As Carton finished, Kennedy seemed to be emerging from a brown study. He rose slowly and put on his hat.
“Your story about Murtha’s commitment interests me,” he remarked, “particularly since you mentioned Dorgan’s name in connection with it. I’ve been thinking about Murtha myself a good deal since I heard about his condition. I want to see him myself.”
Carton hesitated a minute. “I can break an engagement I had to speak to-night,” he said. “Yes, I’ll go with you. It’s more important to look to the foundations than to the building just now.”
A few minutes later we were all on our way in a touring car to the private sanitarium up in Westchester, where it had been announced that Murtha had been taken.
I had apprehended that we would have a great deal of difficulty either in getting admitted at all or in seeing Murtha himself. We arrived at the sanitarium, a large building enclosed by a high brick wall, and evidently once a fine country estate, at just about dusk. To my surprise, as we stopped at the entrance, we had no difficulty in being admitted.
For a moment, as we waited in the richly furnished reception room, I listened to the sounds that issued from other parts of the building. Something was clearly afoot, for things were in a state of disorder. I had not an extensive acquaintance with asylums for the care and treatment of the insane, but the atmosphere of excitement which palpably pervaded the air was not what one would have expected. I began to think of Poe’s Dr. Tarr and Professor Fether, and wonder whether there might not have been a revolution in the place and the patients have taken charge of their keepers.
At last one of the attendants passed the door. No one had paid any attention to us since our admission and this man, too, was going to pass us without notice.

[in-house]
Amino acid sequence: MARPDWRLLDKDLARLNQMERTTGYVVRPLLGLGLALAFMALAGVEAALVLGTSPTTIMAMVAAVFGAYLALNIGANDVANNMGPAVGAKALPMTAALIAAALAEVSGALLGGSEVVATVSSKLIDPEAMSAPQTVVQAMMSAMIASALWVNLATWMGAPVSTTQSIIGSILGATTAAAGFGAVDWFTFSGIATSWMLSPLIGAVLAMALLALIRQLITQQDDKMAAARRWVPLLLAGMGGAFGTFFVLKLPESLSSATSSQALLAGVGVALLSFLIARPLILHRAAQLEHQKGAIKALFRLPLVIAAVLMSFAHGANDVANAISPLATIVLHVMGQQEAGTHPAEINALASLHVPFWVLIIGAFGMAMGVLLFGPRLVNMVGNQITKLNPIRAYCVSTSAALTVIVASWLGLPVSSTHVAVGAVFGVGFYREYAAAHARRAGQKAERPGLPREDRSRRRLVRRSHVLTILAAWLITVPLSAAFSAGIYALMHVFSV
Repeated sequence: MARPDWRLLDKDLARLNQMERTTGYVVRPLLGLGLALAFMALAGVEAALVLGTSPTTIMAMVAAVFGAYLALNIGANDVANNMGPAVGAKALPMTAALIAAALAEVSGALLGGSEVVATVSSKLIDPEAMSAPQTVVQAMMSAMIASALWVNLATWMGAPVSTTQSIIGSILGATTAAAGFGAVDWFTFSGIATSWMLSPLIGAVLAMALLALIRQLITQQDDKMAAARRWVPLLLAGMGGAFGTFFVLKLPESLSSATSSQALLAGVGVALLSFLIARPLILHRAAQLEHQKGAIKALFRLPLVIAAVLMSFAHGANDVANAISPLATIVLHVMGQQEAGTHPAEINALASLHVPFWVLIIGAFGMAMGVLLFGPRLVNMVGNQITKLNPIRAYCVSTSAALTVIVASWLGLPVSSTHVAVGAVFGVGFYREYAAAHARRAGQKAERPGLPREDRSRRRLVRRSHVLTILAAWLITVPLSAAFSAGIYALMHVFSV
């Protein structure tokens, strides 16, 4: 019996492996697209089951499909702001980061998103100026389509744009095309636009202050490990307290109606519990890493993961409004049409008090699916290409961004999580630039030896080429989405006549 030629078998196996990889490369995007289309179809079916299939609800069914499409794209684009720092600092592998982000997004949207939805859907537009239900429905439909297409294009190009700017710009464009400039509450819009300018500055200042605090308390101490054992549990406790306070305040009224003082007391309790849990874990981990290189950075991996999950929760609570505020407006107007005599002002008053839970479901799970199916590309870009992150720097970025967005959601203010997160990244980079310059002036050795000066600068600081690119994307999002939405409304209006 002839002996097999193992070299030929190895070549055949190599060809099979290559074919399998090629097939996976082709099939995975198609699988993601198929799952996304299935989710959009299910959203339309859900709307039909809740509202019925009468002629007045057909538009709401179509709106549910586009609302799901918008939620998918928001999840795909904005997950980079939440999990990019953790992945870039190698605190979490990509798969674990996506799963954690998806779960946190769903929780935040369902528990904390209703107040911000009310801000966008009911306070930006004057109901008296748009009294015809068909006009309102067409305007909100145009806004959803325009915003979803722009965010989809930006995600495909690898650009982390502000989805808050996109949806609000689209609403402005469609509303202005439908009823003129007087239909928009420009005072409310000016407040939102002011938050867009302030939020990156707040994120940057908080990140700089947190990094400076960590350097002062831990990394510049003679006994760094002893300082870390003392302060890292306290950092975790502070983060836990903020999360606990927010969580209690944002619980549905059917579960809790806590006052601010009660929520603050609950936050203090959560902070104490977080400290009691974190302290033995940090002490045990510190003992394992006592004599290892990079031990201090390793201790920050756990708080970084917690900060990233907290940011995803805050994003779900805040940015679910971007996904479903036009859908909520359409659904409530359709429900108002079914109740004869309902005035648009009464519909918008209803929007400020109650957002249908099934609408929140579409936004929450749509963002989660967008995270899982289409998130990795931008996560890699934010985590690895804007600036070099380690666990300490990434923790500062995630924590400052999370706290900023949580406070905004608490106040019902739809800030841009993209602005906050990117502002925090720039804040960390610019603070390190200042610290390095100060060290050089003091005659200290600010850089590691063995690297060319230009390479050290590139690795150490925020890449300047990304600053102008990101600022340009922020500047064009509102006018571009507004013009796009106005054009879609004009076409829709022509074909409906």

“I beg your pardon,” interrupted Kennedy, who had heard his footsteps approaching and had placed himself in the hallway so that the attendant could not pass, “but we have called to see Mr. Murtha.”
The attendant eyed us curiously. I expected him to say that it was against the rules, or to question our right to see the patient.
“I’m afraid you’re too late,” he said briefly, instead.
“Too late?” queried Kennedy sharply. “What do you mean?”
The man answered promptly as if that were the quickest way to get back to his own errand.
“Mr. Murtha escaped from his keepers this evening, just after dinner, and there is no trace of him.”
THE METRIC PHOTOGRAPH
Murtha’s escape from the sanitarium had again thrown our calculations into chaos. We rode back to the city in silence, and even Kennedy had no explanation to offer.
Even at a late hour that night, although a widespread alarm had been sent out for him, no trace of the missing man could be found. The next morning’s papers, of course, were full of the strange disappearance, but gave no hint of his discovery. In fact, all day the search was continued by the authorities, but without result.